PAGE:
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DOJ Official Who Authorized Spy Warrants Against Trump Campaign Is Now A Spy Court Adviser

Mary McCord supervised the FBI’s botched Crossfire Hurricane investigation into Trump’s potential ties with Russia. Now she joins the FISA court in an advisory role.


The former Justice Department official who authorized the government’s spying campaign against former Trump campaign aide Carter Page joined the Foreign Intelligence Surveillance Court as an adviser this month, the Daily Caller reports.

Mary McCord not only supervised the FBI’s botched Crossfire Hurricane investigation into Trump’s potential ties with Russia through her position as assistant attorney general for national security, but she also personally evaluated the intelligence agency’s erroneous application authorizing them to spy on Page.

The court McCord joined as one of the eight amicus curiae beginning on April 15 is the same court that previously ruled that the FBI’s investigation into Page was illegally obtained and contained “violations of the government’s duty of candor in all four applications.”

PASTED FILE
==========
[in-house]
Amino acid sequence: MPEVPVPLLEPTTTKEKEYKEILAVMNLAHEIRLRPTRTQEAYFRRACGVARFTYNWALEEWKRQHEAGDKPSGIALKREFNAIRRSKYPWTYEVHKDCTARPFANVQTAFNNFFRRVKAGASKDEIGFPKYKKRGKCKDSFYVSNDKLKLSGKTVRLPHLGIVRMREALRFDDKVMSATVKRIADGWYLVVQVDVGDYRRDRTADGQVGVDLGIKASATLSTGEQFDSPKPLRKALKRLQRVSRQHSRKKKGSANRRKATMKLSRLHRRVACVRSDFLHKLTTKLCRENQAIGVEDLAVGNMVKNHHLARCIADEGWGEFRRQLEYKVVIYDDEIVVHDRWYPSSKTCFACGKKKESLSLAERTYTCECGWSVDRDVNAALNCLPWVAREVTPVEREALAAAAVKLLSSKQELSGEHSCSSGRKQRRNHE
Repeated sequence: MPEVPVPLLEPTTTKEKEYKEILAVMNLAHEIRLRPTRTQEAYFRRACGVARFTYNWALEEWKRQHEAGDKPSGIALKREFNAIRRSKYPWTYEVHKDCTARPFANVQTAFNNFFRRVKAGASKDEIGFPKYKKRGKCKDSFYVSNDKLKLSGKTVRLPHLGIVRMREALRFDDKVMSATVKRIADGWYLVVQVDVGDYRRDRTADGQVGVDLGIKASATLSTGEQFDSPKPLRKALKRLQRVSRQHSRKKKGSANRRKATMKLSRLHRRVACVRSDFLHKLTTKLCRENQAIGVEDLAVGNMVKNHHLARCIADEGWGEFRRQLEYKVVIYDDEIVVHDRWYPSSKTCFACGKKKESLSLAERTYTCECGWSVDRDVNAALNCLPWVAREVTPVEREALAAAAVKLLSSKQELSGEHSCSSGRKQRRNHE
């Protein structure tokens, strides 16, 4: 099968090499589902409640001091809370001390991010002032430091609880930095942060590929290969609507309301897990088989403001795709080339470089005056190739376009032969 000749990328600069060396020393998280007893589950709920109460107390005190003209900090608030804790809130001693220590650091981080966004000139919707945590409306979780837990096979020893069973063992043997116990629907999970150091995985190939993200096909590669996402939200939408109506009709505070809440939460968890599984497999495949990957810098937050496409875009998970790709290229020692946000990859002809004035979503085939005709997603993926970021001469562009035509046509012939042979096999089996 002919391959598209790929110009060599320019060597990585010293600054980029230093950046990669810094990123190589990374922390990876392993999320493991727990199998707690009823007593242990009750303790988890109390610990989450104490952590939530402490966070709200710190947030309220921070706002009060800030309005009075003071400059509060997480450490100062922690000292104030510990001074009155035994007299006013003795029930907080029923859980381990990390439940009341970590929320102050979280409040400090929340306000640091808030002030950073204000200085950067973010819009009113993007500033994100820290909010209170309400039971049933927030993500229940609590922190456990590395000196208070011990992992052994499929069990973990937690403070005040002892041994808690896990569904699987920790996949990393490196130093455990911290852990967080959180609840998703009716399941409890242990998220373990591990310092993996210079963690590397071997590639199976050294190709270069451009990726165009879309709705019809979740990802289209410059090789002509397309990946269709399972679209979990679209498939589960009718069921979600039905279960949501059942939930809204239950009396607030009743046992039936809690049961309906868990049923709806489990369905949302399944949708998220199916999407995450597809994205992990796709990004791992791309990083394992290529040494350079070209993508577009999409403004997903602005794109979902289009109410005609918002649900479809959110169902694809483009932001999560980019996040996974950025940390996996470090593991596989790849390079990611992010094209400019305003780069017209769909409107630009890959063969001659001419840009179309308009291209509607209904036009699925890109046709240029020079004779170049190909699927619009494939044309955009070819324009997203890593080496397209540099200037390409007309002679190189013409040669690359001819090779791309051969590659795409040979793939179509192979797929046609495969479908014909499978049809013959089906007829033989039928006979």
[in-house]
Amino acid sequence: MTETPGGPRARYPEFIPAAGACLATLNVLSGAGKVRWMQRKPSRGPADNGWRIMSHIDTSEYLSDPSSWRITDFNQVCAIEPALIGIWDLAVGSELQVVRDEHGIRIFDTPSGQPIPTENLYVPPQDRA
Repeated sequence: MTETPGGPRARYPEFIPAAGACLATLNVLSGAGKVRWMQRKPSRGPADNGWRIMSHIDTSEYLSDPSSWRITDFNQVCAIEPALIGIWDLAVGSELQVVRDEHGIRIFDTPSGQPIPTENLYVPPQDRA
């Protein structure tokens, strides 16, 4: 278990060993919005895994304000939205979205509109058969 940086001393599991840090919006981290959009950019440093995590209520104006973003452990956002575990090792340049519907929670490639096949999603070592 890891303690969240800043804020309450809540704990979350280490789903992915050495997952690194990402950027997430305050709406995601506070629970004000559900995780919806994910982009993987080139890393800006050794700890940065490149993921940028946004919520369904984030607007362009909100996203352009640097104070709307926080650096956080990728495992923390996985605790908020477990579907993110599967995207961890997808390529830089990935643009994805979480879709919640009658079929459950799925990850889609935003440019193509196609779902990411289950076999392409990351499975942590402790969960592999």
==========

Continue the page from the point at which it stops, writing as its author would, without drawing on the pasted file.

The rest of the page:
It was then that the FISC ordered the government to “temporarily retain, and potentially use and disclose, the information collected, largely in the context of ongoing or anticipated litigation” based on the 17 “significant inaccuracies and omissions” in the investigation brought forth by then-DOJ Inspector General Michael Horowitz. McCord’s name appears in that incriminating report at least 25 times.

While McCord is not necessarily blamed in the report for the faulty spy campaign, she admitted that the DOJ believed “surveilling Page would help the FBI investigation.”

“She said the collective thinking was that filing the application was a legitimate investigative step even though it may later be criticized unfairly,” the IG report stated.

McCord also claimed that she advised the FBI that the spy application could use more details about Christopher Steele, author of the disproven Steele Dossier the FBI largely relied on for its faulty investigation. Specifically, McCord urged then-deputy director Andrew McCabe, to include who hired Steele in the documents.

McCord then told the IG that she was not heavily involved with the management of the investigation and that she “did not attend any of the DOJ national security division’s weekly meetings about the probe held before the 2016 election.”